“Gender stereotypes regarding proneness to emotional problems in women and alcohol problems in men, appear to reinforce social stigma and constrain help seeking along stereotypical lines. They are a barrier to the accurate identification and treatment of psychological conditions”. It is so important that we all fight the gender stereotypes and break the mental health stigma. Speak up about your experience, concerns and needs.
2. What our parents have been telling us: shake it off!
The way we’ve been raised and our role-models’ behavior definitely influenced our own perceptions, narrative and thinking patterns. One of the best examples is the anti-self-compassion/anti-empathy phrase: “stop whining, pull yourself together and carry on”. As a kid, when I would hurt myself running up the stairs, my father would tell me to go faster the next time. He wasn’t a bad father. Almost every peer I talk to can relate to that way of thinking and living. It is most likely a heritage from their parents, grand-parents and probably all the way back to the first human beings obliged to live in survival/doing mode. Focusing on duties, working hard from dusk until dawn, not asking themselves too many questions, praying, and repeating this pattern day after day seemed the way to go. Another similar saying is “boys and big girls don’t cry”. Wow, what a great way to invalidate and dismiss a kid’s feelings and experience. Just because we aren’t comfortable dealing with difficult emotions? Despite all efforts to push the “bad stuff” away, it always comes back at some point, psychologically and/or physically.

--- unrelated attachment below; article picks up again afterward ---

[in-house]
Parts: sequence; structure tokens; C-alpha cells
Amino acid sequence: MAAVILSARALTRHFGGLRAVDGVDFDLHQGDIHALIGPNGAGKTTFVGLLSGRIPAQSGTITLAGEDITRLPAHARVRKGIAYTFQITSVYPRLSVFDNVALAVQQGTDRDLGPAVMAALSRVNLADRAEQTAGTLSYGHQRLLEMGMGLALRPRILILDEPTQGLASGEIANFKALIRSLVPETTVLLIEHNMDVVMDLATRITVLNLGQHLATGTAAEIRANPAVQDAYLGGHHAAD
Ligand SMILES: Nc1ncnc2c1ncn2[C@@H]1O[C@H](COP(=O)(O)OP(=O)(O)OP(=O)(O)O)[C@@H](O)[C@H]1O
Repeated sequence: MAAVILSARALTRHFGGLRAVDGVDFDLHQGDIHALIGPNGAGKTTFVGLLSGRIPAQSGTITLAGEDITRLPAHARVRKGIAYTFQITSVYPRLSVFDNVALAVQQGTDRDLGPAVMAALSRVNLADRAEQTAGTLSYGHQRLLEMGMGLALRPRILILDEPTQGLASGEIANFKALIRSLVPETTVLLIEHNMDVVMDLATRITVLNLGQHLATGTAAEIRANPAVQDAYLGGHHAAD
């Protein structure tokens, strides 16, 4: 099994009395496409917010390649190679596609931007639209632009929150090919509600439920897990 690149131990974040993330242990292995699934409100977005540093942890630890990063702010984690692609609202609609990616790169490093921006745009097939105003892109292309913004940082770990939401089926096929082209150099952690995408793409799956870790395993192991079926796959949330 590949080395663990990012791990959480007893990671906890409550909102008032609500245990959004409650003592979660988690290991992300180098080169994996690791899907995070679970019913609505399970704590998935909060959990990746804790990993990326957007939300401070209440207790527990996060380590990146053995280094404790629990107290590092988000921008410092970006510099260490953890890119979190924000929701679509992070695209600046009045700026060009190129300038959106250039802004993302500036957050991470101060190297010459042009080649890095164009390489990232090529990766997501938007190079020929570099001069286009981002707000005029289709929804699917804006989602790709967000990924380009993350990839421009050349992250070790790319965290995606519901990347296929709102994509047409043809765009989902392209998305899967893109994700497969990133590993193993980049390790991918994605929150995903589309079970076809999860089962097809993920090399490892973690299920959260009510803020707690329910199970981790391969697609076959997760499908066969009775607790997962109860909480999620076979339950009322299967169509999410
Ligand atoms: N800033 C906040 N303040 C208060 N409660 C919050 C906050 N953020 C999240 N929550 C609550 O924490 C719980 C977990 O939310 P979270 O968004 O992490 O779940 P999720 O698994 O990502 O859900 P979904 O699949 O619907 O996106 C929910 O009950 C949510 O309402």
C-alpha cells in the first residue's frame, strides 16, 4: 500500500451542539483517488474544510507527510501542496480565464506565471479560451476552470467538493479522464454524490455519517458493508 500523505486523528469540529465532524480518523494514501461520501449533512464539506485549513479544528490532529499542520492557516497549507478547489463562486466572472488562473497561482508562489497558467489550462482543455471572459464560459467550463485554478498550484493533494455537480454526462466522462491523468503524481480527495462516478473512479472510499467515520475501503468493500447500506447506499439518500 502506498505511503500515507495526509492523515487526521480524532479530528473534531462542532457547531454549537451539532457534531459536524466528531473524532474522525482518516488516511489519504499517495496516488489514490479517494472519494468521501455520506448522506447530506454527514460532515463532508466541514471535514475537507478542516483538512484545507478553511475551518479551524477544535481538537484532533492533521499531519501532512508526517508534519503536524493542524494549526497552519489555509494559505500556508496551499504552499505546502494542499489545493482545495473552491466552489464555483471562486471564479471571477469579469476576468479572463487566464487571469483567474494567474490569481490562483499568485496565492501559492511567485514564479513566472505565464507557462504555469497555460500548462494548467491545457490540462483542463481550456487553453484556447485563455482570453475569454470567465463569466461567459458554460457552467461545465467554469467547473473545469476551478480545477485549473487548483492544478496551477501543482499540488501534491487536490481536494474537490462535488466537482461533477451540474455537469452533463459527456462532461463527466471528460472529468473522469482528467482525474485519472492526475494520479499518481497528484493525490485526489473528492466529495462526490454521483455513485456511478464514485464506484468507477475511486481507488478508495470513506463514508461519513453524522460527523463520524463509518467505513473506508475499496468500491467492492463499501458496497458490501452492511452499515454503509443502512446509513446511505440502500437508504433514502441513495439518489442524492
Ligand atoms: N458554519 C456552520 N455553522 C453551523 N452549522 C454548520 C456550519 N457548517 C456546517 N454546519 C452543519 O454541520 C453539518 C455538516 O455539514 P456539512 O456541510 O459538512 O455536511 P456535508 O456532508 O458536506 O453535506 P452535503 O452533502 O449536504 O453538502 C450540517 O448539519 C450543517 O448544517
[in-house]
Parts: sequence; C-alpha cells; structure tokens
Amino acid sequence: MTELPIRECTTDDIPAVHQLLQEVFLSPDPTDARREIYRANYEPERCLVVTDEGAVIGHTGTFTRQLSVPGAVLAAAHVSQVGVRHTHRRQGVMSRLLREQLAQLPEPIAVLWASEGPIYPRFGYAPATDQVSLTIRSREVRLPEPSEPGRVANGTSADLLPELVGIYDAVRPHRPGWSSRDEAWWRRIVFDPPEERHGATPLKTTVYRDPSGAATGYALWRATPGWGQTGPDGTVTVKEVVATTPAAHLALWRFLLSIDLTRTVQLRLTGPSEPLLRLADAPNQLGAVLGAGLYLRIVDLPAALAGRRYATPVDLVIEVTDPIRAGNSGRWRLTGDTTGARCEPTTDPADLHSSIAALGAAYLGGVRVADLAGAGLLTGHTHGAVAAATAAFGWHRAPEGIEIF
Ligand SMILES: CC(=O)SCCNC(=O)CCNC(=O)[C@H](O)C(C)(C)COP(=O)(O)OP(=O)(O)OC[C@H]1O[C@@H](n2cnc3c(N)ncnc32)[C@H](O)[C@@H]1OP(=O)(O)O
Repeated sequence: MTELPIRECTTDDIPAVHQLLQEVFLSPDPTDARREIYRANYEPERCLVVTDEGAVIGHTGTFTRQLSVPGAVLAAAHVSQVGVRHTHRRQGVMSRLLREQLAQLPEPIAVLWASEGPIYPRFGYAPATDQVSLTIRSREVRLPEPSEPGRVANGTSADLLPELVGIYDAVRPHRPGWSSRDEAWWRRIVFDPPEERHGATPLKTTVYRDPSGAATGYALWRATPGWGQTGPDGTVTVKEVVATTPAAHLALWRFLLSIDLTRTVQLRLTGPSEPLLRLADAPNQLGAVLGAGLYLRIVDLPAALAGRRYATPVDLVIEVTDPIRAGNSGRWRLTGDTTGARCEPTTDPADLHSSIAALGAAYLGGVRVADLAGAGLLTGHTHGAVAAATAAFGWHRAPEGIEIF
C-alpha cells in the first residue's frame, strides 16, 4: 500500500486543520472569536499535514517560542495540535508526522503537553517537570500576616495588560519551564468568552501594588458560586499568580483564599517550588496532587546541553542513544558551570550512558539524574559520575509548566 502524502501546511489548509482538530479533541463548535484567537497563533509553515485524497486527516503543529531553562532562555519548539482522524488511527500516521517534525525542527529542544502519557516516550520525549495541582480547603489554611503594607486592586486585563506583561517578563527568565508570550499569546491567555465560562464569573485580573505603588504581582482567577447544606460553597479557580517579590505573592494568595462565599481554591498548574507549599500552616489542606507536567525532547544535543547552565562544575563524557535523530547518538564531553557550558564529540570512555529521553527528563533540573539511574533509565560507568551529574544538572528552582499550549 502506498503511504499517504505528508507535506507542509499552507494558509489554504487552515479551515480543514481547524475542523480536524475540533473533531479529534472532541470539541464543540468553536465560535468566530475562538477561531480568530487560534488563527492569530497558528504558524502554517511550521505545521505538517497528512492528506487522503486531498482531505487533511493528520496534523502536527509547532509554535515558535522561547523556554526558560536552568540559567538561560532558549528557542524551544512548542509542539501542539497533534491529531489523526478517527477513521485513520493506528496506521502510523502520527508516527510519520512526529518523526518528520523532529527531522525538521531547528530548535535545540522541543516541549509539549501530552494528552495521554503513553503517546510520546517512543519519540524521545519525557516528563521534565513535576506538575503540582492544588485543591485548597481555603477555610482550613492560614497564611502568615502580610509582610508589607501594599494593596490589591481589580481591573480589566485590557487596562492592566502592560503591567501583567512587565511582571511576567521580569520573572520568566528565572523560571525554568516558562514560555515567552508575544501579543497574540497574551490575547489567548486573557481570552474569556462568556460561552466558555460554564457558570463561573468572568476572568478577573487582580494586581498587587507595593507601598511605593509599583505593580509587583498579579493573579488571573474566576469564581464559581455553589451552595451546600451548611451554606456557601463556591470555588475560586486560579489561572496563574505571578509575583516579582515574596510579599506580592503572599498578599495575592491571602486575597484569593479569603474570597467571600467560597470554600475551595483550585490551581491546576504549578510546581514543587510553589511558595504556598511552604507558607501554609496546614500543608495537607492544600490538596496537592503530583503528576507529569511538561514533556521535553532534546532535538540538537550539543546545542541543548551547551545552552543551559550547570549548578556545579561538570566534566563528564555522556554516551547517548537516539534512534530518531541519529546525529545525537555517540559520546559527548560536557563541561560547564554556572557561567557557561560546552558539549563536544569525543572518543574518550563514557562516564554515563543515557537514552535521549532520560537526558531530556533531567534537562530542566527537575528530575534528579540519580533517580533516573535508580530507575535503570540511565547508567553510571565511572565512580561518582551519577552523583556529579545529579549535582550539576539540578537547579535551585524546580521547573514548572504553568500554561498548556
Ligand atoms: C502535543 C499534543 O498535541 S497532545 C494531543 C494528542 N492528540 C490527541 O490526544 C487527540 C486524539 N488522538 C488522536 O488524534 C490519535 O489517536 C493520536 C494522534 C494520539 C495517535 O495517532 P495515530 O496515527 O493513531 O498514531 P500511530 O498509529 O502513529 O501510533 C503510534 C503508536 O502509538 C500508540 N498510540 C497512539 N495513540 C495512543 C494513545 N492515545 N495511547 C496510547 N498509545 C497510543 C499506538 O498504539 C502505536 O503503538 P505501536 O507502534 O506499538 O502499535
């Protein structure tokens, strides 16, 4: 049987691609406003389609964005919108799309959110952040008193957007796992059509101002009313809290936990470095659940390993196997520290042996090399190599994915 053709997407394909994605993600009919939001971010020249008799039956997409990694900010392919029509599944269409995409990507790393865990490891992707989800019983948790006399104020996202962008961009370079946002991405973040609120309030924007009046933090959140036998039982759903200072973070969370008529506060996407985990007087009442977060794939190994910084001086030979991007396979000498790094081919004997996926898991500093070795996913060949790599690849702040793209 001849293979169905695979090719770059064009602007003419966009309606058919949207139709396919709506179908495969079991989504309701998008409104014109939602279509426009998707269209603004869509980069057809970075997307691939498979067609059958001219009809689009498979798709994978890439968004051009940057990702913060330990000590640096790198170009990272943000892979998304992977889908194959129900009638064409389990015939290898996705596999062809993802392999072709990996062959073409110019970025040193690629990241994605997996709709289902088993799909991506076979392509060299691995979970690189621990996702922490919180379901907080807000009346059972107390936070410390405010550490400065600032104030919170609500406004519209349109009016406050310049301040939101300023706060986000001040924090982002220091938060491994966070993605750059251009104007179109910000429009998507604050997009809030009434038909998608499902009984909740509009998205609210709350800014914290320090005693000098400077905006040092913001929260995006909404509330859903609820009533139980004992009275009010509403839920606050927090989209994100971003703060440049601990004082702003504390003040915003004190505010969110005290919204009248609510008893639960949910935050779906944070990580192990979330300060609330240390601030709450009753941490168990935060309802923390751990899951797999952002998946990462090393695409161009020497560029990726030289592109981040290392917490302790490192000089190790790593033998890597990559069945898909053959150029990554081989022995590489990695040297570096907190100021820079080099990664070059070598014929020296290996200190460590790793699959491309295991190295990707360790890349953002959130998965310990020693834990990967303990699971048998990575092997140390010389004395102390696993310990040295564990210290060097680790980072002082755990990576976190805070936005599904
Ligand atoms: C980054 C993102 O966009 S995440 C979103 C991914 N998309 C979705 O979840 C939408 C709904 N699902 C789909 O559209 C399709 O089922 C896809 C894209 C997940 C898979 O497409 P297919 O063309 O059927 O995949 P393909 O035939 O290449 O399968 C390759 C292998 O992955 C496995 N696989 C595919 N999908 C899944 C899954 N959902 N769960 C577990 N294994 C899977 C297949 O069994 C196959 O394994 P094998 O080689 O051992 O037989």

3. What culture and society are telling us about masculinity
Some say men have lost their masculinity, that “men aren’t men anymore”. Well, men won’t have much chance to be “real” men if they end up dead, not being able and comfortable to express their emotions and experience. I know, I was one of them: not macho but all the rest. Behind their beards, muscles, loud voices or nasty language, the highly insecure macho men are still holding on strong to their sole family provider and protector role. In addition, shame infiltrates their own narrative: “how can I even feel these emotions? I’m stronger than that. How can I show soft emotions like sadness or fear and still be the rock I must be for my wife, my family, my friends and for society? That whole cover up always made me sad and concerned for both women and men, as it shadows all the rest, the real stuff.
4. What we tell ourselves about our reality
I will always remember standing in the lobby of our house, my wife with the phone in her hands ready to call 911 and never felt that scared in my whole life. I was in full panic mode, seven months into a major depression, anxiety disorder and fighting for survival. I was absolutely convinced that if she made that called, the police would force my admission into a psychiatric hospital where I would be locked up for the rest of my life. Losing everything, including myself.